9 Jun 2021

Irregular heartbeat in endurance exercise – is it something more?

Lisa is a 57-year-old who has been a non-elite, endurance road cyclist for many years, having always been a very fit and active child and teenager.

In the months leading up to her diagnosis, Lisa noticed episodes of irregular heartbeats, but had put it down to the intense exercise and her stress levels. One evening at home, she started experiencing shortness of breath, palpitations and light headedness and was taken to the emergency department to get checked out. Here she was diagnosed with atrial fibrillation (AF) – an irregular and often rapid heart rate that can increase your risk of strokes, heart failure and other heart-related complications.1

AF is the most common cardiac arrhythmia with increasing incidence in Australia,1 and, whilst moderate levels of exercise have been shown to be protective against developing AF, it has been found that there is a U-shaped relationship between physical activity and AF, with increasing prevalence in endurance athletes.2

Those who engage in endurance sports such as running, cycling, and skiing appear most at risk of AF. The specific mechanism that causes it is not clear as athletes who undertake other strenuous sports practices such as wrestling and weightlifting, do not have the same prevalence.2

The most compelling evidence for a dose- and intensity- dependent association between endurance exercise and AF comes from a long-distance competitive skiing event, in Sweden.In the >50,000 skiers involved in the competition, the strongest predictors of AF were the number of races they completed and race times. Further studies then went on to support these findings, confirming a five-fold increase in the risk of developing AF among older endurance athletes than non-athletes.4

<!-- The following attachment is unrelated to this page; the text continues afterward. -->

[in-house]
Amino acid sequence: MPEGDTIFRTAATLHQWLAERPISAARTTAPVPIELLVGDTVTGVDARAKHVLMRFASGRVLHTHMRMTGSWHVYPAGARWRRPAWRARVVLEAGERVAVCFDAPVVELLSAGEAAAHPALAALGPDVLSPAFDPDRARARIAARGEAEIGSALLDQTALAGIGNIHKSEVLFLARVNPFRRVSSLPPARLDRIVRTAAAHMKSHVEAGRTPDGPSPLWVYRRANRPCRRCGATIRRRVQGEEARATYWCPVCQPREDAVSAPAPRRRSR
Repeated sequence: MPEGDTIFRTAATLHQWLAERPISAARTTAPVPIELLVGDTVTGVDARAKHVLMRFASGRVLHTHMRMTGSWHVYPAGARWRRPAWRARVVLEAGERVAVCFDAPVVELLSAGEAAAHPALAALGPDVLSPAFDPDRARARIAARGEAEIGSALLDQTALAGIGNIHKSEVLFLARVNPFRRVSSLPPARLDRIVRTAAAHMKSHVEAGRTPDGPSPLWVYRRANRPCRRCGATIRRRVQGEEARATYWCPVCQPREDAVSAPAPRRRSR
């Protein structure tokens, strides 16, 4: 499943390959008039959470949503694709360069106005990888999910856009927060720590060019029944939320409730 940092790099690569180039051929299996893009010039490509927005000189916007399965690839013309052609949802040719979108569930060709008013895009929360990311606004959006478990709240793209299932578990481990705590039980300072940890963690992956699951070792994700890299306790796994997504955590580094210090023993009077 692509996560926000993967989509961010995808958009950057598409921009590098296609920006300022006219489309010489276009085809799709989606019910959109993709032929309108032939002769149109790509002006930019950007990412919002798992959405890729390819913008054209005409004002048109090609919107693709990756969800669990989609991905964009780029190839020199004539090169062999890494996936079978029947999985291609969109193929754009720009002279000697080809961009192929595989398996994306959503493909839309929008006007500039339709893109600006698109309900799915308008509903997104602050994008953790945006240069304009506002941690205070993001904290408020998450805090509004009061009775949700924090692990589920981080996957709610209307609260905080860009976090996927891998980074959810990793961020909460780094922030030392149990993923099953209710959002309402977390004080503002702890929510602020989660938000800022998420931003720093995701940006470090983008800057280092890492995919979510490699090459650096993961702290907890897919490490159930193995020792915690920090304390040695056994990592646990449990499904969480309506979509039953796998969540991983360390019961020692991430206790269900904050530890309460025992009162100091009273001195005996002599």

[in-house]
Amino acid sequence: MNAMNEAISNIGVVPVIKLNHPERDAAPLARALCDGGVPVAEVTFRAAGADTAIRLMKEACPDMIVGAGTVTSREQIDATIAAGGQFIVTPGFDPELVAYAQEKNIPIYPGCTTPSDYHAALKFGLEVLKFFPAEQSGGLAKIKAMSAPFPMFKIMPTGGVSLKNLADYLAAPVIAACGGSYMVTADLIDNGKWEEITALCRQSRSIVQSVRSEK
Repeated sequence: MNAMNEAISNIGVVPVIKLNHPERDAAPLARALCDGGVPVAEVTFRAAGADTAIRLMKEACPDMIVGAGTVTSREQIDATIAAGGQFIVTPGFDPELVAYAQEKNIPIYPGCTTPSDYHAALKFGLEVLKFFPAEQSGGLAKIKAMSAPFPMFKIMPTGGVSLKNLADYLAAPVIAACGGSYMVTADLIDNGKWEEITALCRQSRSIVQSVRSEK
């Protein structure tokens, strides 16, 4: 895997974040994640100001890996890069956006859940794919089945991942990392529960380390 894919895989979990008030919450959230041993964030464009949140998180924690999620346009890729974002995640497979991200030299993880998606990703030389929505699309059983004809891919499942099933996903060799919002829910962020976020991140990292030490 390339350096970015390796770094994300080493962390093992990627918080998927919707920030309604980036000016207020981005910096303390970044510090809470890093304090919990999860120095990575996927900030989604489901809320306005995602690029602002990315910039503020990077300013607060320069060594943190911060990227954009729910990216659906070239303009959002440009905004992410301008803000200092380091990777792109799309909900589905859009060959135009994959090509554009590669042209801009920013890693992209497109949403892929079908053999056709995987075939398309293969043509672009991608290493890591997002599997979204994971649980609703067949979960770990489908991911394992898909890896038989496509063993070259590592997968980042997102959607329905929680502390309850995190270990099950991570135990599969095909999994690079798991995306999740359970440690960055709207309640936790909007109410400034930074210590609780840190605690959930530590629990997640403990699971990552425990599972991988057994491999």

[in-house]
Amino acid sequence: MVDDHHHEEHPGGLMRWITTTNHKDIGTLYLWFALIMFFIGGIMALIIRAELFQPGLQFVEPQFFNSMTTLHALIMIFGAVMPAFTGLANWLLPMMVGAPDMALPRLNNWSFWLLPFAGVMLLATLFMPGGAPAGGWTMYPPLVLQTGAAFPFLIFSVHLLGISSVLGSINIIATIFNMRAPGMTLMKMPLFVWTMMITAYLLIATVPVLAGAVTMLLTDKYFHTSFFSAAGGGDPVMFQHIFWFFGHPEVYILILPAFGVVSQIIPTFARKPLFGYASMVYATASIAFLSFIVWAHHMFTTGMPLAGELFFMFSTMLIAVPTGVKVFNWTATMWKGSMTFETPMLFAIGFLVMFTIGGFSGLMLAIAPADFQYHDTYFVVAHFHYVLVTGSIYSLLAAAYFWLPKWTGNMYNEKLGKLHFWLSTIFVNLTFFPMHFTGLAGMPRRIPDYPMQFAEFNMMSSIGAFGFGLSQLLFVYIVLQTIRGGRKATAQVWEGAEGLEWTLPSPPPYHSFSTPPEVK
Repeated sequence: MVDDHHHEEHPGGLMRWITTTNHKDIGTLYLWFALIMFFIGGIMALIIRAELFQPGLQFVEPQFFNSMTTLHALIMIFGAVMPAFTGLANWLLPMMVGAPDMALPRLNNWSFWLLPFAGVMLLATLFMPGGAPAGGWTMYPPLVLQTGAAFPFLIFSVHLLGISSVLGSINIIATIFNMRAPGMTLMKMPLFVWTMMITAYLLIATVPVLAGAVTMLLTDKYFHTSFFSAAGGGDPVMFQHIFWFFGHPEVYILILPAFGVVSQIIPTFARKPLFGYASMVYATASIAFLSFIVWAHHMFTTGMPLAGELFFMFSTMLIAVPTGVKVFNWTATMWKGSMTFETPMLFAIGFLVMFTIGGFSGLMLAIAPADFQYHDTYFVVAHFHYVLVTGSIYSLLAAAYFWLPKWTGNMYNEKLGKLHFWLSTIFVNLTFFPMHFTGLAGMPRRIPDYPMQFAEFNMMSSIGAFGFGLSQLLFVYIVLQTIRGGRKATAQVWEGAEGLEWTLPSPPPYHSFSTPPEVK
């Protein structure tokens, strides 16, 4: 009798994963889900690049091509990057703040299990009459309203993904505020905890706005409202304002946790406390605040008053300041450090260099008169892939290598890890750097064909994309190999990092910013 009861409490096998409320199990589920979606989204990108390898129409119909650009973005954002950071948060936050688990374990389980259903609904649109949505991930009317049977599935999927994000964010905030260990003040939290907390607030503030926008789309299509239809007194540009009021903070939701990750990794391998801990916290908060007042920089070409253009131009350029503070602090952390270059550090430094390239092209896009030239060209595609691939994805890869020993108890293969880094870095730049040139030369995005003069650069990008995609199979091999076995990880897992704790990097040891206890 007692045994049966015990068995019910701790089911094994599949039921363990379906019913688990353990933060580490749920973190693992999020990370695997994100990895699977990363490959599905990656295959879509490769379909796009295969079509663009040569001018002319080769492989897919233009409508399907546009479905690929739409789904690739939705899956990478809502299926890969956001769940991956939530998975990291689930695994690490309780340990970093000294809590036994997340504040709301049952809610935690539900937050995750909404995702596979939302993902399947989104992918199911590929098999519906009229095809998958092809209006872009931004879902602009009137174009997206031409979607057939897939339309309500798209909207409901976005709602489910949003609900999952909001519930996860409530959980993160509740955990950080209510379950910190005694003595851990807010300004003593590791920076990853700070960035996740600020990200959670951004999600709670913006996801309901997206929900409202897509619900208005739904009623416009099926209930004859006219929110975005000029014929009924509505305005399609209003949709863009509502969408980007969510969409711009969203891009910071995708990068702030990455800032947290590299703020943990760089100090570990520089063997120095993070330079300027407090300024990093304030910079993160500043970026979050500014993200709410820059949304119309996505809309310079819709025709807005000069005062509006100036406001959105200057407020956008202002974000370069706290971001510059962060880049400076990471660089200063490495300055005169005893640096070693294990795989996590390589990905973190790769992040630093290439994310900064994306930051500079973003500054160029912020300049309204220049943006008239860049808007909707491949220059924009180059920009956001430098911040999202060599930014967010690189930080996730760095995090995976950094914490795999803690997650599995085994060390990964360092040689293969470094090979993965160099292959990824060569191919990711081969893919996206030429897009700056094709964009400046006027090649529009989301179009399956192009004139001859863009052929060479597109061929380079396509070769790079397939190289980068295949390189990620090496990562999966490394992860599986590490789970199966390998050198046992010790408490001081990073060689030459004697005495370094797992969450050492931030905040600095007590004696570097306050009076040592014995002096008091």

To date no meaningful conclusions have been derived to show whether there is a gender-specific difference in the risk of AF in long-term endurance exercise. It is an active area of investigation.

Although intense exercise has many people feeling ‘pumped, energetic and amazing’, that feeling of invincibility should not cloud judgement of getting any irregularity of heartbeat or rate, breathlessness, dizziness, weakness, chest pain, or other unusual symptom checked out by your GP as soon as possible.

References

  1. Australian Institute of health and welfare. Atrial fibrillation in Australia. Available at:  www.aihw.gov.au/reports/heart-stroke-vascular-diseases/atrial-fibrillation-in-australia/contents/what-is-atrial-fibrillation. Accessed on: 25/05/21.
  2. Turagam MK, et al. J Atrial Fib 2015; 8(4):72-78.
  3. Andersen K, et al. Eur Heart J 2013; 34:3624-31.
  4. Abdulla J, Nielsen JR. Europace 2009; 11:1156-9.